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4 Wheel Drive at Hong Kong Arts Centre

Rob Garratt By

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4 Wheel Drive Quartet
Hong Kong Arts Centre
Jazz World Live Series
Hong Kong
September 3, 2019

When exactly did jazz artists covering pop music shift from being a cheap and/or twee—but near-universally frowned-upon—novelty, to an almost obligatory rite of passage?

Some will point to the pioneering piano deconstructions of Radiohead, The Beatles, et al by Brad Mehldau, others the more recent hip-hop collabs and Robert Glasper Experiments—more may reach further back to Herbie Hancock's really quite prescient The New Standard (Verve, 1996).

In any case, it no longer feels all that noteworthy that a supergroup of four European jazz nobles might gather for the modest goal of reassembling lightweight chart fare in their image, although the decidedly uncool selections collected for 4 Wheel Drive's eponymous debut—largely '80s cheese by Sting, Billy Joel and Phil Collins—might appear especially construed to furrow brows.

Or maybe this material just suited the raspy, controlled cords of vocalist/trombonist Nils Landgren, who sings more than he blows on the group's eponymous debut, 4 Wheel Drive (ACT Music, 2019), and who serves as nominal leader alongside fellow Swede Lars Danielsson on bass, and two Germans, drummer Wolfgang Haffner and pianist/junior partner Michael Wollny: Four names often glimpsed next to one another, but never all at once, it seems—and certainly never quite like this.

The latest visitors via Hong Kong's wonderful Jazz World Live Series (which in the past month alone has already brought us Kamasi Washington and Marcus Miller), 4WD's opener—a pin-drop lounge-flavoured take on Joel's "She's Always A Woman"—felt like a delicate but worrying exercise of restraint, Wollny mining deep into the skeletal chart to uncover harmonies it seemed were always there, over Haffner's tumbling mallet rolls.

Built around Danielsson's nod-wink wandering bass, The Beatles' "Lady Madonna" was recast as a playful cartoon jig on wax, but this live take swiftly built into a cresting tumult—Wollny stabbing frantically at the keys to summon the first of several ecstatic harmonic meltdowns, conjuring something elemental from Lennon/McCartney's whim.

Landgren stripped any ambiguity from Collins' "Another Day in Paradise," his throaty reflection probing the inherent moodiness of the lyric—an observational lament left suspended over Danielsson's mournfully droning pedal point, which makes it clear we're living anywhere but. More effecting still is The Police's "Shadows in the Rain," introduced by a round of icy, bowed-bass soundscaping before several minutes of enthralling, unaccompanied piano—moving from an elegant pitter-patter to a torrential head-banging, key-whacking, limb-spasming storm of sound which made it clear Wollny can stand tall against any of the great solo keys improvisors—yes Keith Jarrett included.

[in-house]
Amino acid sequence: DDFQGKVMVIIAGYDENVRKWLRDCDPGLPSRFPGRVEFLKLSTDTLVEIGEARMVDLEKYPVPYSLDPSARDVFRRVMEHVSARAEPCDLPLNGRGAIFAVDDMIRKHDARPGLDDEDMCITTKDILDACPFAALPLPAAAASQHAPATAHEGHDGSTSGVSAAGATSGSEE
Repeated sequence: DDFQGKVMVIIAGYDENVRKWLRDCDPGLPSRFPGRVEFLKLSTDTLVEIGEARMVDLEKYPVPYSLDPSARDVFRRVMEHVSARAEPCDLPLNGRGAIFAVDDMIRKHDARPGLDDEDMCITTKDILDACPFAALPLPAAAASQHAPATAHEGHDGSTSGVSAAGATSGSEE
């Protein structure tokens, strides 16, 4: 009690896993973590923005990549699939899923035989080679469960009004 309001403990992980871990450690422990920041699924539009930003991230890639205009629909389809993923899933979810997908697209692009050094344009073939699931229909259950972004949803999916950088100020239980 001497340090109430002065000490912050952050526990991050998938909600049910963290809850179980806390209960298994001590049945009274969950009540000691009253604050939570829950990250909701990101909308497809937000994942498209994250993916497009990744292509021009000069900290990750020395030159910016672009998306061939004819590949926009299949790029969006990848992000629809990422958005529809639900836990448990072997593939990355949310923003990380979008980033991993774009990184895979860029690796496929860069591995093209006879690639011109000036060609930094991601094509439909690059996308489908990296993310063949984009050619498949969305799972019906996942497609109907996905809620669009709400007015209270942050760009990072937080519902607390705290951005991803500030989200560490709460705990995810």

Such explosive episodes make one wonder if this group has already grown restless with the restrictive material they chose (or likely Landgren did—although he denied so in the signing session afterwards). Exhibit A: The four token originals which padded out just a third of the album's runtime here become the main event.

Danielsson's "4WD" is a gripping, grungey, staccato stomper which, after breaking down to an arena-style clap-a-thon, bursted into an outro plod which appeared to deliberately recall Nirvana's "Smells Like Teen Spirit" (incidentally, a beguiling progression previously mined by Mehldau, Glasper, The Bad Plus , and every garage guitarist with a distortion pedal).

Playfully introduced by drumming on his own body parts with toy percussion pieces, and dedicated grandiosely to his six-year-old self, Haffner's "Lobito" unfolded into a delightful summery groove with a trace of Afropop; the counterpoint to Landgren's mournful, rainy day lament, "Le Chat sur Toit."

The set closed where the album begins, with Wollny's "Polygon," another furious stomper, this time in 7/4 and penned two decades earlier in a fit of dental angst—broken here by a spellbindingly unaccompanied bass solo, Danielsson unravelling chiming chords and rumbling arpeggios that you might expect from a flamenco guitarist.

Wollny gota sole second tune, a ballad introduced as "Silent Night," fleetingly sketched as an encore tease before Haffner struck a big four-to-the-floor beat to introduce the true finale: a foot-tapping, dad-rock trounce through Sting's "If You Love Somebody Set Them Free" which offered Landgren a platform for his most joyously hackneyed projections—with horn and without.

Before sitting down to the show I wondered out loud why these four players—and especially Wollny who, two decades younger than both Swedes, and midway through a widely-feted solo career on an ever-upwards trajectory—would take time out to play such flimsy material. But the answer was etched onto their faces all night, unfashionably wide grins betraying how much fun the entire quartet was having together. And with musicianship this high, these guys could turn nursery rhymes into art song.

A live record has already been bottled and will be released on October 25—hopefully it captures half the energy witnessed here in Hong Kong.
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